Struiksma’s Acting Post on Line if He Decides to Run for Mayor

Times Staff Writer

A majority of the City Council is prepared to ask Ed Struiksma to step down as acting mayor should he decide to enter the Feb. 25 mayoral primary.

Council members Gloria McColl, Mike Gotch, Judy McCarty and Bill Cleator said Monday that Struiksma was elected deputy mayor by his colleagues with the understanding that he would not enter the mayor’s race, and that he should resign the post if he wants to seek the office. McColl and Gotch said Councilman William Jones, who could not be reached for comment Monday, shared their sentiments.

Struiksma, who has said he would announce this week whether he would enter the campaign (the filing period closes Friday), was elevated to acting mayor less than a week after his election as deputy mayor. He assumed the post when Roger Hedgecock resigned Dec. 10 just before his sentencing in Superior Court on perjury and conspiracy convictions stemming from illegal contributions to his 1983 mayoral campaign.

Struiksma refused to comment Monday. His staff referred questions to David Lewis, a political consultant who said he is “assisting in (Struiksma’s) decision.” Lewis, who said he has conducted recent polls to determine whether Struiksma would be a viable candidate, said statements by Struiksma’s colleagues “would not be a factor in his decision” to enter the race.


According to council members, before Struiksma’s promise not to enter the primary, McColl, who said months ago that she had no plans to run for mayor, had been the choice of the majority of the council to be deputy mayor. The deputy mayor is running the city until Hedgecock’s successor can be elected, and could be in charge until the June 3 runoff, should no candidate receive more than 50% of the primary vote.

Cleator currently is the only council member who is a candidate in the primary, but others have said there were increasing signs that Struiksma would enter the race. Both Cleator and Struiksma are conservative Republicans with strong ties to the city’s pro-development forces, and Cleator, other council members said, was instrumental in securing the deputy mayor’s job for Struiksma.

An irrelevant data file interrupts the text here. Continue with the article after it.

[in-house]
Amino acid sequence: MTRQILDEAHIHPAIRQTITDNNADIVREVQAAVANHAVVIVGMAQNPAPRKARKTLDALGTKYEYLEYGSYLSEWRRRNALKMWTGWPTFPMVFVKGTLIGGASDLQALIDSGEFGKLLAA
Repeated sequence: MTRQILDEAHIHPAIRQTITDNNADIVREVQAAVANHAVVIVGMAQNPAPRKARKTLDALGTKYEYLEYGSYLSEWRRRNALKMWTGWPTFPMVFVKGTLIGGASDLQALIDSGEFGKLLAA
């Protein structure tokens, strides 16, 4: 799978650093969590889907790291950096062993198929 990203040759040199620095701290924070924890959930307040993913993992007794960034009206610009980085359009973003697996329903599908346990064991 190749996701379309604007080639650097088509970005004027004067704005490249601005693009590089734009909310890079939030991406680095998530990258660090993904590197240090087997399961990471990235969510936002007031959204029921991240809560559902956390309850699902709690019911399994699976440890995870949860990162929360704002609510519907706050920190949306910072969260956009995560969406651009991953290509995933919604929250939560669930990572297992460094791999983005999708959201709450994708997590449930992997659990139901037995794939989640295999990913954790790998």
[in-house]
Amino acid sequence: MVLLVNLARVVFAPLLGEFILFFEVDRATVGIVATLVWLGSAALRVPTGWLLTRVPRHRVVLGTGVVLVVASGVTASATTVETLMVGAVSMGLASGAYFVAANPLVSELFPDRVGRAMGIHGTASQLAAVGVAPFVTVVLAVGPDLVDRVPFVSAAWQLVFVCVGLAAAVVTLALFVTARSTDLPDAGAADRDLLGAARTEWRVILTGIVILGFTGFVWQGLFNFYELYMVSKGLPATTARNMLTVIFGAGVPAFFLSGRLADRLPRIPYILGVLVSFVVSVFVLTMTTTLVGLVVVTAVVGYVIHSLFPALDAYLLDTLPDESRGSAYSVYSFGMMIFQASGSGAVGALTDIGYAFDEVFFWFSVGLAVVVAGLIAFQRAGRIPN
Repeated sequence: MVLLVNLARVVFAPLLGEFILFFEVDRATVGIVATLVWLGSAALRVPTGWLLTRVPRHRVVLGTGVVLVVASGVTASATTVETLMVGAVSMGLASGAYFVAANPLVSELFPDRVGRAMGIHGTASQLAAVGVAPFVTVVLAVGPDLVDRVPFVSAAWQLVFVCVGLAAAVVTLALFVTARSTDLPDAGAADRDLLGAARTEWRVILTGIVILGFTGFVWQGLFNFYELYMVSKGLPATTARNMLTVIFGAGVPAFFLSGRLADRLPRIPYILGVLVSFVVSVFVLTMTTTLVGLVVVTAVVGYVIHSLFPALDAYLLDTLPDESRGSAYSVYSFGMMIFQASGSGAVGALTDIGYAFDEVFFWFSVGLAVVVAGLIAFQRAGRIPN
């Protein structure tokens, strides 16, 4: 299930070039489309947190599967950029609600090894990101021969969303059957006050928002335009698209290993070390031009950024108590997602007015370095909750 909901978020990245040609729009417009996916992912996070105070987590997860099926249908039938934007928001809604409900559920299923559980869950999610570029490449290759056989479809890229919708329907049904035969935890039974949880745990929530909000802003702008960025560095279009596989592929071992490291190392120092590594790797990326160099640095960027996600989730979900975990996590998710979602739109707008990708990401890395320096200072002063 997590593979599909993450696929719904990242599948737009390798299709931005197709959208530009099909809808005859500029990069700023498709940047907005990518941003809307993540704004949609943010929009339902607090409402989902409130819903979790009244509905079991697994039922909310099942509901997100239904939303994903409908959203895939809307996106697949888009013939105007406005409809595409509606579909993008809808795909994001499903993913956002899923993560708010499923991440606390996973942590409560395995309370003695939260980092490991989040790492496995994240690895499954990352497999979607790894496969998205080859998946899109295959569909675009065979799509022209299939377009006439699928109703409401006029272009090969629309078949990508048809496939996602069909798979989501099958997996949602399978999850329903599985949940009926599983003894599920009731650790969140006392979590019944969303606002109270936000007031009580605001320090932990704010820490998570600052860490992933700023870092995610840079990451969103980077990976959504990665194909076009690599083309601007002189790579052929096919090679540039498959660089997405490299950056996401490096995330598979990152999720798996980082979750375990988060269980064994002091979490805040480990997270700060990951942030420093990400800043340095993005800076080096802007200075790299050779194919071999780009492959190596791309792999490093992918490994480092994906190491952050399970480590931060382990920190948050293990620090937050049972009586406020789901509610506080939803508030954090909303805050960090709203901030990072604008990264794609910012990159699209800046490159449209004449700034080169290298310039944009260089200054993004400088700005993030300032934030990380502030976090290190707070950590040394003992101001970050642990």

When asked whether Struiksma had promised not to enter the mayoral campaign before his election as deputy mayor, Cleator said, “That was my impression. I’m somewhat puzzled by his current feelings, but nothing surprises me in politics anymore.” Asked whether Struiksma’s promise would be a campaign issue should the deputy mayor enter the race, Cleator said, “It already is.”

“There’s no doubt about it--Gloria had the votes to become deputy mayor before this deal came down,” Gotch said. “She would not have given up a chance to be acting mayor had there not been a clear understanding between Ed Struiksma and Bill Cleator regarding the mayor’s race. But there are certainly signs that Ed is moving seriously in the direction of being a candidate.”


Cleator, who would be the Republican front-runner should Struiksma remain on the sidelines, stands to lose the most should the acting mayor enter the race, but other Republican council members also were angered by Struiksma’s flirtation with a mayoral campaign. (Former Councilwoman Maureen O’Connor is the most prominent Democrat to take out nominating papers.)

“There was a very strong feeling among all the council members that the deputy mayor should not be a candidate for mayor,” said McColl, who normally is reticent about behind-the-scenes political dealings. “I don’t know that we can legally remove him, but, if he runs for mayor, the only honorable thing for him to do is to step down as acting mayor.”

“When I voted for Ed (as deputy mayor), it was with the clear understanding that he would not enter the race,” McCarty said. “But one things leads to another, and apparently he likes the power of his new job. About 10 seconds into his first speech to the council, I said to myself, ‘My God, he’s going to run after all.’ ”